Domestic Affairs . In 1927/1930 C.Z. Codreanu founded the Iron Guard, a nationalistic, anti-Semitic militia responsible for occasional riots and assassinations. In 1927 King Ferdinand died; his son Carol had been excluded from succession because of his lifestyle. In 1927-1928, massive peasant demonstrations resulted in the 'bloodless revolution' of 1928 - the resignation of the National Liberal Party cabinet headed by Vintila Bratianu and the formation of a National Peasants Party cabinet under I. Maniu.
King Michael I., only 9 years old, was deposed in 1930; King Carol II. assumed the throne and began a Personal Regime, ruling through dependent cabinets. In 1934, foreign influence on Romanian domestic policy increased; the Iron Guard was openly pro-German; French influence resulted in the resignation of minister of education C. Angelescu. In 1935 Codreanu dared to threaten King Carol with assassination in case Romanian forces were to fight along their Little Entente allies.
While the pro-German forces in Romania were numerically stronger, statements by the German and Italian governments supporting Hungarian territorial claims in Transylvania strengthened the pro-French camp in Romania (1935). In 1937 Freemasonry was banned. Socialist trade unions were dissolved in 1938. The cabinet O. Goga (Dec. 1937 - Feb. 1938) implemented a Romanian version of race laws, depriving the Romanian Jews of their Romanian citizenship, barring them from holding public office etc. In February 1938 King Carol II. dismissed the Goga cabinet, established a Royal Dictatorship; the constitution was suspended, all parties dissolved, the Iron Guard banned, its leader Corneliu Codreanu convicted (he was assassinated soon after). Martial law was declared, censorship introduced. A new constitution, granting the king dictatorial powers, was approved by referendum (Feb. 24th 1938). The position of the ethnic minorities was improved.

Cultural History . In 1935, the Retezat Mountains were declared Romania's first national park.
Romanian athletes participated in the Summer Olympics of Paris 1924, Amsterdam 1928 and Berlin 1936. Romania did not send a team to the Summer Games at Los Angeles 1932.






EXTERNAL
LINKS
The Iron Guard, from The Culture of Fascism in 20th Century Europe at Claremont McKenna
Article Relations with Romania, from Encyclopedia of Russian History
Articles Category : Romanian Monarchs, Category : Defunct Political Parties in Romania, Category : Prime Ministers of Romania, Kingdom of Romania, Iron Guard, Category : People assassinated by the Iron Guard, Corneliu Zelea Codreanu, Balkan Pact, Little Entente, Romania at the 1924 Summer Olympics, Romania at the 1928 Summer Olympics, Romania at the 1936 Summer Olympics, from Wikipedia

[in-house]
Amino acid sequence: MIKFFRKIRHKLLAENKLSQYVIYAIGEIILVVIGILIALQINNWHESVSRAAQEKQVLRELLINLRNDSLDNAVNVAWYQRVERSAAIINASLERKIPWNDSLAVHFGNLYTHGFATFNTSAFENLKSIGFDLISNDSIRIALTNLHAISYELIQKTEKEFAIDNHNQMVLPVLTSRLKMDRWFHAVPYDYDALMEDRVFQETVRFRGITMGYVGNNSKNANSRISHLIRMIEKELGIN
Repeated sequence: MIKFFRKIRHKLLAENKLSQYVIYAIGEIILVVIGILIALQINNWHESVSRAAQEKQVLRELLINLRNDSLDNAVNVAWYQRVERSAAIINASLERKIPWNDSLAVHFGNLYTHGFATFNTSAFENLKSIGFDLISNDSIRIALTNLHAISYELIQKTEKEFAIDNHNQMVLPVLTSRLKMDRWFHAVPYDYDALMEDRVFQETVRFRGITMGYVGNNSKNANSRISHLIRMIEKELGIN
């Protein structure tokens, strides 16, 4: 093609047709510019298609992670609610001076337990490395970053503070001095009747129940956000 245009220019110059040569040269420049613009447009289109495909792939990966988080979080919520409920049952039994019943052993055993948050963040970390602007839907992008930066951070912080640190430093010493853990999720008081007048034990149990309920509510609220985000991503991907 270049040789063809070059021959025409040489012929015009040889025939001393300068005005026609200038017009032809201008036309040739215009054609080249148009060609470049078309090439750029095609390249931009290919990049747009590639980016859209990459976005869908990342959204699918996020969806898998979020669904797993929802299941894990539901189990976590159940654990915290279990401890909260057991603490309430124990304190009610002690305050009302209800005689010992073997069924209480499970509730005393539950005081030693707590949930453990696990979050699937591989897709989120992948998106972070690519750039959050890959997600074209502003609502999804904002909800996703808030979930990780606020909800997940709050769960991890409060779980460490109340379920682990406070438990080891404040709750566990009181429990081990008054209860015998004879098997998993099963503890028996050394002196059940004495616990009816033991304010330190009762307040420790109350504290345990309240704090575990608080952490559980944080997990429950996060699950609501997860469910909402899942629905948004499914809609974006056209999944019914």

150 Years of the Romanian Petroleum Industry, from SPE
Independent Romania, from Jewish Virtual Library
Hikmet Öksüz, The Reflections of the Balkan Pact in Turkish and European Public Opinion, in : Turkish Review of Balkan Studies 2007 pp.147-171
DOCUMENTS Rumanian banknotes, from Ron Wise's World Paper Money
Pact of Organisation of the Little Entente, signed at Geneva, February 16, 1933, posted by Ungarisches Institut
REFERENCE IHS : B.R. Mitchell, International Historical Statistics. Europe 1750-1988, NY : Stockton Press 1992 [G]
Hübner's Weltstatistik, 73. issue, edited by Ernst Rösner, Wien 1939, in German [G]
Chapter XXX : Carol, Lupescu and Rumania, pp.438-452, in : John Gunther, Inside Europe, 1940 war edition, NY : Harper & Bros. 1940 [G]
Article : Rumania, in : Statesman's Yearbook 1925 pp.1238-1246, 1926 pp.1200-1209, 1928 pp.1235-1243, 1929 pp.1212-1221, 1932 pp.1232-1240, 1937 pp.1264-1274 [G]
Article : Rumania, in : Americana Annual 1927 pp.767-768, 1928 pp.697-698, 1930 pp.686-688, 1931 pp.677-679, 1932 pp.637-639, 1933 pp.686-688, 1934 pp.526-527, 1935 pp.636-638, 1936 pp.651-653, 1937 pp.631-632, 1938 pp.616-617, 1939 pp.686-687, 1940 pp.687-689 [G]
Article : Rumania, in : New International Year Book 1925 pp.617-618, 1928 pp.665-666, 1930 pp.689-691, 1932 pp.735-737, 1933 pp.730-732, 1934 pp.632-634, 1935 pp.649-651, 1938 pp.660-663, 1939 pp.686-689, Events of 1940 pp.664-667 [G]
Article : Roumania, in : New Standard Encyclopedia Year Book 1932 pp.462-463, 1933 pp.455-457, 1934 pp.467-469, 1935 pp.464-465, 1936 pp.438-440, 1937 pp.442-444, 1938 pp.445-447, Rumania 1939 pp.465-467, 1940 pp.466-467 [G]


This page is part of World History at KMLA
First posted on April 27th 2002, last revised on June 6th 2008